In the past, the Service has indicated informally that an affirmative direction in a trust that is named as the beneficiary of an IRA would not be respected to limit the consideration of other beneficiaries named in other sections of the trust, but that a negative direction would work. Thus, if the trust created Trust A, Trust B and Trust C after the settlor’s death, and specified that the IRA was to be an asset of Trust A, the Service still required a review of all the beneficiaries of Trust B and Trust C, but if the trust specified that the IRA could not be used to fund Trust B or Trust C, the beneficiaries of those trusts would not be considered in determining whether the trust was a “see through” trust and the measuring life for purposes of the required minimum distributions. However, in PLR 201241017, the Service appears to respect just such an affirmative direction.
In this private letter ruling, the decedent named his revocable trust, Trust T, as beneficiary of his IRA. After the decedent’s death, the trustee set up an inherited IRA in the decedent’s name for the benefit of Trust T. Under the provisions of Trust T, the trust was divided into “IRA Trust Property” and “Remaining Trust Property”, with the IRA Trust Property directed to be distributed to nine individuals. (more…)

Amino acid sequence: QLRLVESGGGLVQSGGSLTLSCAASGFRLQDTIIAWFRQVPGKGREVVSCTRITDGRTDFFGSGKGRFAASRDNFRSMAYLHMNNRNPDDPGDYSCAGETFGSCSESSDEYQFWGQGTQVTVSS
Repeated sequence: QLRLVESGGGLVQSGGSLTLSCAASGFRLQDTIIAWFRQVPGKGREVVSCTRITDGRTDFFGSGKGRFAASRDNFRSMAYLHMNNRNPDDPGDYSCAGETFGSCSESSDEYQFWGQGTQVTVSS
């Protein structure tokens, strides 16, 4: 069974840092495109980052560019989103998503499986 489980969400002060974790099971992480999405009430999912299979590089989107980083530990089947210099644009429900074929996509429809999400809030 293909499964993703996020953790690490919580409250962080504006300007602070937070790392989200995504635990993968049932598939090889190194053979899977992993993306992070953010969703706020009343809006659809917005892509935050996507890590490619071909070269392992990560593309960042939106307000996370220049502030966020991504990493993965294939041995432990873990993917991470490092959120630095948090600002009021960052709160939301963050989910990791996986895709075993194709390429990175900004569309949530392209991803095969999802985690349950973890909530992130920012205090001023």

The U.S. District Court in Minnesota, in Hall v. Metropolitan Life Insurance Company, D. Minn., No 0:11-cv-01269-DWF-LIB, 1/15/13, declined to give any effect to the fill in the blank form Will completed at the direction of Dennis Hall (the “Decedent”) by the Decedent’s daughter that attempted to dispose of the proceeds of the group term life insurance policy provided through the Decedent’s employment.